What is anxiety?
Anxiety is a normal feeling that most of us experience from time to time. It describes the feelings of worry, uncertainty, and fear and is often about things which haven’t happened yet.
It can affect our thoughts, our feelings, and how we feel physically too.
It’s typical to feel like this when we’re going through a particularly stressful time, such as when studying for exams, when waiting for results from hospitals tests, or starting a new job. However, these feelings are usually temporary and don’t interfere with your everyday life.
Thinking ahead and being able to plan for the worse was a useful survival technique for early humans, and the triggering of our ‘fight or flight’ response gave us a better chance of surviving an attack from a wild animal. Planning ahead can still be useful for us, but sometimes we can get caught up with trying to think of every possible outcome, worrying about things we can’t change, and that ‘fight or flight’ response kicks in even when there’s no danger.
If your feelings of anxiety start to affect your ability to live your life as normal, it might be a sign that you would benefit from some support with your mental health.
Is my anxiety a problem?
If your anxiety is affecting your ability to live your life, then it may indicate that you have a mental health problem. The mental health charity, Mind, list the following indications that you may have a problem with anxiety:
- your feelings of anxiety are very strong or last for a long time
- your fears or worries are out of proportion to the situation
- you avoid situations that might cause you to feel anxious
- your worries feel very distressing or are hard to control
- you regularly experience symptoms of anxiety, which could include panic attacks
- you find it hard to go about your everyday life or do things you enjoy.
© Mind. This information is published in full at mind.org.uk
Self-help for Anxiety
If anxiety is affecting your ability to live your life, then you should contact your GP for support. However, there are lots of things you can do for yourself that help too.
Breathing and relaxation
When we’re very anxious, our breathing often speeds up and becomes shallow. By deliberately slowing down our breathing and making our breaths deeper, it helps put our body in its ‘rest and digest’ state, the opposite to ‘fight or flight’. Focusing on your breath also also helps you stay in the moment too. Try practicing breathing exercises to help you achieve this.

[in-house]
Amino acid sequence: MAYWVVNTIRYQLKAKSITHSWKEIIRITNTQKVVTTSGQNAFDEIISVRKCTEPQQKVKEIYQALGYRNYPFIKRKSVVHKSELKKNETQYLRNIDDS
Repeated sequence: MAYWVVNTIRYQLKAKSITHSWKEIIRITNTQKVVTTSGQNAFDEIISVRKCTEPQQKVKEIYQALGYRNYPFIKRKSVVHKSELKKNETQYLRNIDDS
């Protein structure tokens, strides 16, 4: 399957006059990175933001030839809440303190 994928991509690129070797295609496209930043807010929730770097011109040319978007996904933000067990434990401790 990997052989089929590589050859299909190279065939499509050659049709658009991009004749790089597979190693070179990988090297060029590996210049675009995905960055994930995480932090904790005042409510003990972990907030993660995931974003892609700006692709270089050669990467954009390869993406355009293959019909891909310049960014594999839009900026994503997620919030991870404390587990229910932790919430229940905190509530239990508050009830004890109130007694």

There is lots of evidence that being in natural environments is good for your mental wellbeing, so going for a walk in the countryside can be a great way to relax. Use each of the five senses to focus on your experience along the way, such as the sound of the birds, the feeling of the rough bark on the trees, the taste of the apple you brought with you to snack on.
Listening to music can be a great distraction from your worries. Music can be a great mood booster, and it’s easy to get really absorbed in what you’re listening to. To make an even more mindful experience, really focus on what you’re listening to. Try picking out the different instruments or voices and following what each ones does.
There are things we can do to take care of our physical health that can reduce our risk of feeling anxious and promote feeling of relaxation.
Exercise is a great way of tackling anxiety boosting your mood, by reducing tension and mental tiredness. It also improves sleep and can give you a real sense of accomplishment.
Visit our page on physical activity for more information.
Talking to people who have had similar experiences to you can be really helpful. It can help you feel like you’re not the only one with these problems, and is a great source of support.
Just being able to open up about your feelings can be a relief, and it can sometimes be easier to do that with people who have personal experience of what you’re talking about.
You can access peer support groups through specialist organisations, such as Anxiety UK, or more general online support communities, like Elefriends from Mind. Or within Jaguar Land Rover, our employee networks provide a great way of finding likeminded people within the business.
If you’re struggling with your mental health, it’s important you seek some help from your GP. If it’s affecting your ability to work, speak to your manager to see if a referral to Occupational Health is appropriate. You can contact our EAP for free and confidential support 24/7, 365 days a year.